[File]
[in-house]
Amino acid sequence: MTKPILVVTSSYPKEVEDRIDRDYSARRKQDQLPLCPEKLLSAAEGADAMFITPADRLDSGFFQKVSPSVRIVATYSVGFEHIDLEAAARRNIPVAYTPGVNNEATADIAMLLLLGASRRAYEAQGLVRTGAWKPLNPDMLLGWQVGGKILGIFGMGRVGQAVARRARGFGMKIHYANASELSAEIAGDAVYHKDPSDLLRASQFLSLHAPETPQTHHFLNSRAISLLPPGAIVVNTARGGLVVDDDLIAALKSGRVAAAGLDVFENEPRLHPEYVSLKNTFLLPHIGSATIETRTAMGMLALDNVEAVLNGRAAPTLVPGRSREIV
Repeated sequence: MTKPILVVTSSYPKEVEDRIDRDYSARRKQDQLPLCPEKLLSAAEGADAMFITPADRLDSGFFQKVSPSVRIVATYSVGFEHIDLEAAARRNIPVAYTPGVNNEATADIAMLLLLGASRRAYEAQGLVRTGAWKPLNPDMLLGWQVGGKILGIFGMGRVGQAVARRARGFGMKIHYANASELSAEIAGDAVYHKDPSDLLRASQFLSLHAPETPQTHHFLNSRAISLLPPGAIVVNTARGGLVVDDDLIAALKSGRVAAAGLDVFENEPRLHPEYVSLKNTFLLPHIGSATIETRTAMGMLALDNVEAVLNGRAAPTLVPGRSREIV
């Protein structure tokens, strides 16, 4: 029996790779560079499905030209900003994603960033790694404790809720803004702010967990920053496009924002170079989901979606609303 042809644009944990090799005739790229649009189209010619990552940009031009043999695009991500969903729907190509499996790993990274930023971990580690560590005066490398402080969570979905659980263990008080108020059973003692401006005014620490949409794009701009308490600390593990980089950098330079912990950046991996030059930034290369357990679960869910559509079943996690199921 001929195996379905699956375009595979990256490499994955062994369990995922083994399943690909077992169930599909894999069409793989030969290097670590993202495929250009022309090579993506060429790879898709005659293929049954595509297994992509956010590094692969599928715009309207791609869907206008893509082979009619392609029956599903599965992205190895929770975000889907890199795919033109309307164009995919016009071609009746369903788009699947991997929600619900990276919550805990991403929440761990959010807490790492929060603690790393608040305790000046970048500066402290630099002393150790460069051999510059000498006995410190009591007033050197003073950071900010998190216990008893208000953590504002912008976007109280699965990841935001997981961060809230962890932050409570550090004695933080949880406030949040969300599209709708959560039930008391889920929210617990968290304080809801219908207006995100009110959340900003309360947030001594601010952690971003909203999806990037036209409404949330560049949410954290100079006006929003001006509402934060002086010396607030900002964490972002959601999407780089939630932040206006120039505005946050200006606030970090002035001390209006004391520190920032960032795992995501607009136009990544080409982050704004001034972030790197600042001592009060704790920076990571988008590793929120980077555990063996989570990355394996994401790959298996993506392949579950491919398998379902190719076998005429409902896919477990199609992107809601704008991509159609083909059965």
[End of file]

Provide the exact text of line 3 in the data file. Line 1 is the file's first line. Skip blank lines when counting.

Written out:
Repeated sequence: MTKPILVVTSSYPKEVEDRIDRDYSARRKQDQLPLCPEKLLSAAEGADAMFITPADRLDSGFFQKVSPSVRIVATYSVGFEHIDLEAAARRNIPVAYTPGVNNEATADIAMLLLLGASRRAYEAQGLVRTGAWKPLNPDMLLGWQVGGKILGIFGMGRVGQAVARRARGFGMKIHYANASELSAEIAGDAVYHKDPSDLLRASQFLSLHAPETPQTHHFLNSRAISLLPPGAIVVNTARGGLVVDDDLIAALKSGRVAAAGLDVFENEPRLHPEYVSLKNTFLLPHIGSATIETRTAMGMLALDNVEAVLNGRAAPTLVPGRSREIV